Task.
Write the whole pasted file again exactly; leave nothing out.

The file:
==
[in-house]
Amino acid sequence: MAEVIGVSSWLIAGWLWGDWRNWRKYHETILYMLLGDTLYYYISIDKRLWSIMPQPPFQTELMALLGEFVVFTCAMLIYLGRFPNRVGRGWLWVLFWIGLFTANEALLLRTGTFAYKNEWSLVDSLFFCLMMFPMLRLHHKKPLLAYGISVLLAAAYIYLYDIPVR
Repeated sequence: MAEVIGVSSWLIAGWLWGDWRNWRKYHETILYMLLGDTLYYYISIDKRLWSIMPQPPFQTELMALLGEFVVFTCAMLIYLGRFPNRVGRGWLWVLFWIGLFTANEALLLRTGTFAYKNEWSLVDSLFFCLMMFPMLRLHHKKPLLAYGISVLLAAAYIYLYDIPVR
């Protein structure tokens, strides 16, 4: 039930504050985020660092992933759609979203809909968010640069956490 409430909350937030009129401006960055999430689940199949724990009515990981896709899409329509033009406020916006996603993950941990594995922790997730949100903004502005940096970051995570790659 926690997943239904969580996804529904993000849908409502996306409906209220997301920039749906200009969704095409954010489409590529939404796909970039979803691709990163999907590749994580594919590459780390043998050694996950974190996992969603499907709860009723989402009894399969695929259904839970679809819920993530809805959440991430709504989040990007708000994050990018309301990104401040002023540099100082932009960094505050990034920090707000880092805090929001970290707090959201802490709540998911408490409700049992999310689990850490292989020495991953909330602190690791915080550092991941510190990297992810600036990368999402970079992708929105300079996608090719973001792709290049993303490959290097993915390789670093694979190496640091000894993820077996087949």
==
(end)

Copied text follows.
[in-house]
Amino acid sequence: MAEVIGVSSWLIAGWLWGDWRNWRKYHETILYMLLGDTLYYYISIDKRLWSIMPQPPFQTELMALLGEFVVFTCAMLIYLGRFPNRVGRGWLWVLFWIGLFTANEALLLRTGTFAYKNEWSLVDSLFFCLMMFPMLRLHHKKPLLAYGISVLLAAAYIYLYDIPVR
Repeated sequence: MAEVIGVSSWLIAGWLWGDWRNWRKYHETILYMLLGDTLYYYISIDKRLWSIMPQPPFQTELMALLGEFVVFTCAMLIYLGRFPNRVGRGWLWVLFWIGLFTANEALLLRTGTFAYKNEWSLVDSLFFCLMMFPMLRLHHKKPLLAYGISVLLAAAYIYLYDIPVR
């Protein structure tokens, strides 16, 4: 039930504050985020660092992933759609979203809909968010640069956490 409430909350937030009129401006960055999430689940199949724990009515990981896709899409329509033009406020916006996603993950941990594995922790997730949100903004502005940096970051995570790659 926690997943239904969580996804529904993000849908409502996306409906209220997301920039749906200009969704095409954010489409590529939404796909970039979803691709990163999907590749994580594919590459780390043998050694996950974190996992969603499907709860009723989402009894399969695929259904839970679809819920993530809805959440991430709504989040990007708000994050990018309301990104401040002023540099100082932009960094505050990034920090707000880092805090929001970290707090959201802490709540998911408490409700049992999310689990850490292989020495991953909330602190690791915080550092991941510190990297992810600036990368999402970079992708929105300079996608090719973001792709290049993303490959290097993915390789670093694979190496640091000894993820077996087949």